He had learned to put some spin on his forehand serve, probably by watching JJ, who has pretty good serves. But he was using the same grip to serve as he played, and so wasn't getting much wrist into the serve. So I showed him how to change the grip to maximize the spin on his forehand pendulum serve.

So the focus of the first session was forehands (including a lot of smashing drills), backhands, footwork, and serves. Like most professional athletes, he was great at focusing on one topic to perfect it, and picked things up quickly. He, JJ, and Brady all that the same "Get it right!" attitude, and were willing to do any technique over and over until it was perfect. He was surprised at how physical table tennis was.

He's signed up for regular lessons now, once a week. (I can't disclose the times publicly, but I might do so for some locals who want autographs or photos.) He also said that Tommy Hunter is interested in lessons, so we might work him into my schedule next. (When he paid for the lesson, he even left a nice tip!) 

After the session he hit for about half an hour with Crystal Wang (11, the top girl of her age in the country), and Raghu Nadmichettu (one of our other coaches and a former USA Men's Singles Quarterfinalist at the Nationals) - they went easy on him. He posed for pictures at the end. Here's a picture, L-R: Nathan Hsu, Derek Nie, Darren O'Day, Crystal Wang, and me (Larry Hodges). Photo by Chris Zhang.

I have a new nickname. I'm "The Oriole Ping-Pong Whisperer."

ITTF Trick Shot Competition - Who/Hugh Should Win?

They are down to five finalists. USA's Adam Hugh's in the lead, but he's in a close two-way race. (Ironically he's actually in third place as well with his second video, but all that counts is first, so he'd rather you focus on that one - the one where he's bouncing the ball on the end of his racket and then making a long-distance serve into a bowl - this one.

It's been a while since USA has won a "world title," so let's bring this one home! Voting ends at 6:59PM USA eastern time (EST), which is 11:59 GMT. Here is a message from Adam on what you need to do:

Hi everyone, 

Thanks to all of your support, I have made it into the final round of the ITTF trick shot contest! This stage is a Facebook vote and takes only a few seconds to do. If you enjoyed my videos and want to help me win,  please vote before the poll closes on Monday. All you have to do is:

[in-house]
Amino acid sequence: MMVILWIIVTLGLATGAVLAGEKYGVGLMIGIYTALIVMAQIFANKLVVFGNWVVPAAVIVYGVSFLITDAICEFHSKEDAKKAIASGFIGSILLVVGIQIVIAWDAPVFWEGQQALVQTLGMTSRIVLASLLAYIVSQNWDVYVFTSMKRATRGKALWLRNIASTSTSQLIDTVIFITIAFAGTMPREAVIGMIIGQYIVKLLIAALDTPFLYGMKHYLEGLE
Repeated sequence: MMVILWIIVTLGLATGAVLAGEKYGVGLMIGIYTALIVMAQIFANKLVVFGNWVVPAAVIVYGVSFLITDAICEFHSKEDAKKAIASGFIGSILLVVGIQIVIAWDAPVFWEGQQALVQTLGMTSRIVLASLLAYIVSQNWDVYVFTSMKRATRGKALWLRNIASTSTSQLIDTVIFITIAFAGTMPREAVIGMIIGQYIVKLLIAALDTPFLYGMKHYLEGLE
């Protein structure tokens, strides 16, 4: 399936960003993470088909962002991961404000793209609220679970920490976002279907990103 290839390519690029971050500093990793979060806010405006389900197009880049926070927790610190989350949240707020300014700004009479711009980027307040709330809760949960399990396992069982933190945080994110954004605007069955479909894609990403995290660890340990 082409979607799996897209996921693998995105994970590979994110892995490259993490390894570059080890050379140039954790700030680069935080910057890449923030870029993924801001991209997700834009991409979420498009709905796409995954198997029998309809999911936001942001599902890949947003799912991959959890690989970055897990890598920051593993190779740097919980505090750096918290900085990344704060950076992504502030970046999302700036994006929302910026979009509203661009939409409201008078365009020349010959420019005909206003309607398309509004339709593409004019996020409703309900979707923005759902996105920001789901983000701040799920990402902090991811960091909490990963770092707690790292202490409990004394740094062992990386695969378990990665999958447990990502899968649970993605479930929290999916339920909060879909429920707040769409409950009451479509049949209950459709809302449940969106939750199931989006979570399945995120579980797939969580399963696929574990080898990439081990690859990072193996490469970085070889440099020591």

1) Click on this link: https://www.facebook.com/photo.php?fbid=721598834536789
2) Click "like" for the photo

And that's it :) If you want to help more, you can always "share" it too so your FB friends can help but that's completely up to you. Anyway, I truly do appreciate everybody's support through this entire process and, regardless of the outcome, I just want to say thank you. I wouldn't have even made it this far. 


In fairness to the others, here's the home page for the ITTF Trick Shot Competition. Late last night the ITTF put out on their Facebook page the following note:

Due to a really close view count between 5th & 6th position, we have shortlisted 6 instead of 5! They are: Adam Hugh 1 (377k), Josep Anton: (330k), Adam Hugh 2 (322k), Matt Hetherington (275k), Bruchle (256k), Daniel Ives (254k). Have you voted for them in the Poll yet? Stay tuned, we will be announcing the winner tomorrow, 5th Nov!

Ping-Pong Fitness

Here's the article from Table Tennis Master.

You Call It Ping Pong We Call It Table Tennis!

Here's a new highlights video (9:22) set to music with lots of slow-motion play.

Mary Had a Little Lamb - Ping-Pong Style

Here's the video (15 sec) - by Rich Heo, and I'm jealous because I used to do this, but never got it on video!!!

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November 1, 2013

Another Oriole Takes Lessons

Okay, cat's out of the bag (or Oriole is out of the nest?), since most of the local table tennis juniors now know. The Baltimore Oriole baseball player I blogged about yesterday that I'm coaching is Darren O'Day, the 6'4" submarining $3.2 million/year relief pitcher with a lifetime 20-9 record and 2.62 ERA. Last year in 68 games he had a 2.18 ERA, the best of the O's relief pitchers. I hit with him some in August. I'm coaching him later today; afterwards he's hitting with our local kids, who are out of school today (some teachers meeting) and so doing a one-day training session (10AM-6PM).